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Popliteal Artery

Popliteal artery is the extension of femoral artery. The starting point is adductor hiatus (an opening of osseo-aponeurotic type located in adductor magnusat , the junction of middle one-third and lower one-third of thigh), it gets divided into anterior and posterior tibial arteries when it comes across the floor of popliteal fossa by the medial to lateral side to reach the border of the popliteus.


Popliteal Artery

Popliteal Artery


All these are as follows:

  • Anterior (deep): Floor of the popliteal fossa (i.e., popliteal surface of femur, posterior aspect of the knee joint, and fascia covering the popliteus muscle).
  • Posterior (superficial): Popliteal vein, tibial nerve, fascial roof, superficial fascia, and skin (from deep to superficial).


Popliteal Artery: Relations

Popliteal Artery: Relations


All these are split into 3 groups- cutaneous, muscular, and articular (genicular).

  • Cutaneous branches: They pierce the roof and supply the overlying skin.
  • Muscular branches: They’re large and several in number. The upper branches (2 or 3 in number) supply adductor magnus and hamstring muscles. 1 or 2 of them anastomose with the fourth perforating artery.
    The lower muscular branches supply the triceps surae muscles (i.e., 2 heads of gastrocnemius and soleus) and plantaris.
  • Genicular (articular) branches: They’re 5 in number and provide the knee joint.
    1. Superior medial and lateral genicular arteries: They wind around the corresponding side of the femur immediately above the corresponding femoral condyles and take part in the formation of genicular anastomosis.
    2. Inferior medial and lateral genicular arteries: They wind around the corresponding tibial condyles and pass deep to the corresponding collateral ligaments of the knee joint to take part in the formation of genicular anastomosis.
    3. Middle genicular artery: It pierces the oblique popliteal ligament of the knee to supply the cruciate ligaments and synovial membrane of the knee joints.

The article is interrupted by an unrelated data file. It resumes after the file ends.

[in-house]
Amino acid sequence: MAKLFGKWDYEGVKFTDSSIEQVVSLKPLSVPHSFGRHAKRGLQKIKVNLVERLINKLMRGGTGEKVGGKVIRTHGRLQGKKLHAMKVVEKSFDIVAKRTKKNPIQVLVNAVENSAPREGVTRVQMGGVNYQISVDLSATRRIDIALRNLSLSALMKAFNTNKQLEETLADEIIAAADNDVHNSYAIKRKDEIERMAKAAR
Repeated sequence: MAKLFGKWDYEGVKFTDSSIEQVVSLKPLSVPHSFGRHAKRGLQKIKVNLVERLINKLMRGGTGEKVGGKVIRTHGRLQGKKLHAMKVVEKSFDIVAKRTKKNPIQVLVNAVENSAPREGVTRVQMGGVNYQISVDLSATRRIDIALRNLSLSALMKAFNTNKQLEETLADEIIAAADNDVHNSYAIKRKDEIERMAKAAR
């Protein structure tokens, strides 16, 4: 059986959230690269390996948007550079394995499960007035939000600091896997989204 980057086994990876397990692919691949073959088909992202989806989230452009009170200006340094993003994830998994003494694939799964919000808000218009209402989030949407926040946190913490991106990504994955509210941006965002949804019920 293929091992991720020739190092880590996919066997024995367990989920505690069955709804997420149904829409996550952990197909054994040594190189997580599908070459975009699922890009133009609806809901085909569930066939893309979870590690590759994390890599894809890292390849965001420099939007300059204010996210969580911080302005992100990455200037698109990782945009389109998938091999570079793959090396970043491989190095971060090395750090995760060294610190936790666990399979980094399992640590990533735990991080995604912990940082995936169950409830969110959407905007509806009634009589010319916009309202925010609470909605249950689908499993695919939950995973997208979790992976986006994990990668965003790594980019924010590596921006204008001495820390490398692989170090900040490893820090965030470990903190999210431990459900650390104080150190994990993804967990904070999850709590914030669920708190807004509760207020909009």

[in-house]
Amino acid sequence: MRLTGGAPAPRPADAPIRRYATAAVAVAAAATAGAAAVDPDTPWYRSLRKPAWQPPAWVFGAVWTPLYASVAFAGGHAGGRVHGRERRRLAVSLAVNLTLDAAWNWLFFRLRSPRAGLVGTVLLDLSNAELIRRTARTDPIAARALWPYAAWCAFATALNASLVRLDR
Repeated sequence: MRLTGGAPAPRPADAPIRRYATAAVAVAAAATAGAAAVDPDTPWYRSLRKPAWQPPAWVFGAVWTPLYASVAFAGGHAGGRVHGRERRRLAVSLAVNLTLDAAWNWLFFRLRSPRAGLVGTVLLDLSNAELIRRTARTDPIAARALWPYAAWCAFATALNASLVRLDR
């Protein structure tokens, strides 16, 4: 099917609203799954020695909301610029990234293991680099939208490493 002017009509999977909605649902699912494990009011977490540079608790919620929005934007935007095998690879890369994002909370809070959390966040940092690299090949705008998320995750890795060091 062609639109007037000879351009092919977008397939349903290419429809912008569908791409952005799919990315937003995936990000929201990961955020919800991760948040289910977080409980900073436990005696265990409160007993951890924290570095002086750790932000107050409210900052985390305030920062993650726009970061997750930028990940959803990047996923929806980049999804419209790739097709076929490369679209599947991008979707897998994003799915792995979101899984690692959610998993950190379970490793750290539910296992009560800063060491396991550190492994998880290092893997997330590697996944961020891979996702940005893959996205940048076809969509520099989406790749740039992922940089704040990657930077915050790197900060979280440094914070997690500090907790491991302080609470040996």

Genicular anastomosis: It’s an arterial anastomosis around the knee joint created by the branches of popliteal, anterior tibial and posterior tibial, femoral, and profunda femoris arteries.

This anastomosis keeps sufficient blood supply to the knee joint and leg during flexion of the knee joint, when the popliteal artery is compressed (kinked) and blood circulation in it becomes dull. The anastomosis occurs as follows

  • Superior medial genicular artery anastomosis together with the descending genicular branch of the femoral artery and inferior medial genicular artery.
  • Inferior medial genicular artery anastomosis with the superior medial genicular artery and saphenous artery- a branch of the descending genicular artery (a branch of femoral artery).
  • Superior lateral genicular artery anastomosis together with the descending branch of the lateral circumflex femoral artery and inferior lateral genicular artery.
  • Inferior lateral genicular artery anastomosis with the superior lateral genicular artery, anterior and posterior recurrent branches of the anterior tibial artery, and circumflex fibular branch of the posterior tibial artery.
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By Dr. Joseph H Volker | 2018-08-30T09:38:25+00:00 August 8th, 2018|Anatomy, Arteries, Lower Limb|0 Comments